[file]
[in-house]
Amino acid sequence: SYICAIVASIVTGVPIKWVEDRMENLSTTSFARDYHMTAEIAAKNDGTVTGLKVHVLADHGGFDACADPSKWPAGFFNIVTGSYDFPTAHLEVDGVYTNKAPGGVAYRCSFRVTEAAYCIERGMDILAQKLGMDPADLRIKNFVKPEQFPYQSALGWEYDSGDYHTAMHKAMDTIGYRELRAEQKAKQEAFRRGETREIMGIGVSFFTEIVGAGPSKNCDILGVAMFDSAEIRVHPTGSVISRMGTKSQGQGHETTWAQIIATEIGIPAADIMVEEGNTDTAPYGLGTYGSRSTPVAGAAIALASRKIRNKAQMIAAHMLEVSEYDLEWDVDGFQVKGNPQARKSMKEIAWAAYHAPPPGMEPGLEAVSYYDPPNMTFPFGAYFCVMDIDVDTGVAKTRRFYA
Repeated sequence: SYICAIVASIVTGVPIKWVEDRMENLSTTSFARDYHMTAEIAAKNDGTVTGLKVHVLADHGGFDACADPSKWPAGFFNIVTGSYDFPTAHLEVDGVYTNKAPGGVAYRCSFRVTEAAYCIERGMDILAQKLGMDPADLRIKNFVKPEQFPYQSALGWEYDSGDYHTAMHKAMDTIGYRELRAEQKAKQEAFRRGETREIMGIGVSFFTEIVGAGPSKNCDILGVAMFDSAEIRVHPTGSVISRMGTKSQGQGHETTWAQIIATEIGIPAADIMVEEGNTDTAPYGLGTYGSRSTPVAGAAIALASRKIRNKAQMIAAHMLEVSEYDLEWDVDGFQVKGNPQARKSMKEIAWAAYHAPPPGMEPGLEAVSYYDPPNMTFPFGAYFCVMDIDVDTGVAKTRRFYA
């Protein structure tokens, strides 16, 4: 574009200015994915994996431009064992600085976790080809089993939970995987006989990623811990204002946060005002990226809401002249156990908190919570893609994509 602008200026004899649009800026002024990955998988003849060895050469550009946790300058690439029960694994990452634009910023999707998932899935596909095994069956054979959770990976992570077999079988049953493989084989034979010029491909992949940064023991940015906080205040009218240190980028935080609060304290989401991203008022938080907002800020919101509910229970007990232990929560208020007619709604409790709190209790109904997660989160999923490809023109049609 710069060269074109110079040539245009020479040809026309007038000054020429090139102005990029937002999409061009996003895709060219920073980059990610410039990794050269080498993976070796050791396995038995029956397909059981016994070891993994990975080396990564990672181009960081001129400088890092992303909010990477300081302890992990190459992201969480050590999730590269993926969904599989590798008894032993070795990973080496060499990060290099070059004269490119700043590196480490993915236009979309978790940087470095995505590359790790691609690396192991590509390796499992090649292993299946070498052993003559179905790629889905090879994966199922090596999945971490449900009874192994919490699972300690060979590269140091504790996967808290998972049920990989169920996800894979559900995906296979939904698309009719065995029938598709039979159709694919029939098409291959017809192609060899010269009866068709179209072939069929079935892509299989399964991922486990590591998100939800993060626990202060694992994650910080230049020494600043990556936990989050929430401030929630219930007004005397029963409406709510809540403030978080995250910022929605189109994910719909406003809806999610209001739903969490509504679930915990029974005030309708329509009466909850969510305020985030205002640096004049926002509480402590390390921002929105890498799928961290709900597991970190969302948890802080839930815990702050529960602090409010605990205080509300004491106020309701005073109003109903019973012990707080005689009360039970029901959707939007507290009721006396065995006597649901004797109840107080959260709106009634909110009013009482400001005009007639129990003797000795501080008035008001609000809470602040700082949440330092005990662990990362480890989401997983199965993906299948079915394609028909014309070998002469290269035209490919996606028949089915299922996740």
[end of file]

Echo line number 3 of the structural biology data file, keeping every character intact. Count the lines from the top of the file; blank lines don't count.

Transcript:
Repeated sequence: SYICAIVASIVTGVPIKWVEDRMENLSTTSFARDYHMTAEIAAKNDGTVTGLKVHVLADHGGFDACADPSKWPAGFFNIVTGSYDFPTAHLEVDGVYTNKAPGGVAYRCSFRVTEAAYCIERGMDILAQKLGMDPADLRIKNFVKPEQFPYQSALGWEYDSGDYHTAMHKAMDTIGYRELRAEQKAKQEAFRRGETREIMGIGVSFFTEIVGAGPSKNCDILGVAMFDSAEIRVHPTGSVISRMGTKSQGQGHETTWAQIIATEIGIPAADIMVEEGNTDTAPYGLGTYGSRSTPVAGAAIALASRKIRNKAQMIAAHMLEVSEYDLEWDVDGFQVKGNPQARKSMKEIAWAAYHAPPPGMEPGLEAVSYYDPPNMTFPFGAYFCVMDIDVDTGVAKTRRFYA